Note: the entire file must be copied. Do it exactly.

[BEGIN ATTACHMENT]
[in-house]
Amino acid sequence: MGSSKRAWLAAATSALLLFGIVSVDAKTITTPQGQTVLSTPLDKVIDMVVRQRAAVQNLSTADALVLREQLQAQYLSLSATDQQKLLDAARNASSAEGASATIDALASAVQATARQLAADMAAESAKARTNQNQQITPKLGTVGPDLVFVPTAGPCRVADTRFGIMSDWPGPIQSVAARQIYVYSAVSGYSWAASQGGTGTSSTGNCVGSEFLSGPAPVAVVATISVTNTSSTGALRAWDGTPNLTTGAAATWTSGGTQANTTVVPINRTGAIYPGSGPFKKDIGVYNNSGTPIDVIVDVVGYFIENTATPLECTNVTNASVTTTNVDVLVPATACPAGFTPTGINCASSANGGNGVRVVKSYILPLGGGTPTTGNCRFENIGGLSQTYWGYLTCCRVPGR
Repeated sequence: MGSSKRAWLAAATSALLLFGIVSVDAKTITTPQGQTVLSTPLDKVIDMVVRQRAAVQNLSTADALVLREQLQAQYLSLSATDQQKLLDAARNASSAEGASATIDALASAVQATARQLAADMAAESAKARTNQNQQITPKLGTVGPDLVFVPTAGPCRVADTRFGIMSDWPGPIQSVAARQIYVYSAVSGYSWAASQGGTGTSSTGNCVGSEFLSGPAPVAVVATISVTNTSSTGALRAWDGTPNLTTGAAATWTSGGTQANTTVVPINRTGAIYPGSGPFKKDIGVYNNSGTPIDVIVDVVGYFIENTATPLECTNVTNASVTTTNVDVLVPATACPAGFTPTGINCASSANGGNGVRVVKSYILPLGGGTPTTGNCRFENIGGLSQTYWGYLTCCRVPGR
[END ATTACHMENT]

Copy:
[in-house]
Amino acid sequence: MGSSKRAWLAAATSALLLFGIVSVDAKTITTPQGQTVLSTPLDKVIDMVVRQRAAVQNLSTADALVLREQLQAQYLSLSATDQQKLLDAARNASSAEGASATIDALASAVQATARQLAADMAAESAKARTNQNQQITPKLGTVGPDLVFVPTAGPCRVADTRFGIMSDWPGPIQSVAARQIYVYSAVSGYSWAASQGGTGTSSTGNCVGSEFLSGPAPVAVVATISVTNTSSTGALRAWDGTPNLTTGAAATWTSGGTQANTTVVPINRTGAIYPGSGPFKKDIGVYNNSGTPIDVIVDVVGYFIENTATPLECTNVTNASVTTTNVDVLVPATACPAGFTPTGINCASSANGGNGVRVVKSYILPLGGGTPTTGNCRFENIGGLSQTYWGYLTCCRVPGR
Repeated sequence: MGSSKRAWLAAATSALLLFGIVSVDAKTITTPQGQTVLSTPLDKVIDMVVRQRAAVQNLSTADALVLREQLQAQYLSLSATDQQKLLDAARNASSAEGASATIDALASAVQATARQLAADMAAESAKARTNQNQQITPKLGTVGPDLVFVPTAGPCRVADTRFGIMSDWPGPIQSVAARQIYVYSAVSGYSWAASQGGTGTSSTGNCVGSEFLSGPAPVAVVATISVTNTSSTGALRAWDGTPNLTTGAAATWTSGGTQANTTVVPINRTGAIYPGSGPFKKDIGVYNNSGTPIDVIVDVVGYFIENTATPLECTNVTNASVTTTNVDVLVPATACPAGFTPTGINCASSANGGNGVRVVKSYILPLGGGTPTTGNCRFENIGGLSQTYWGYLTCCRVPGR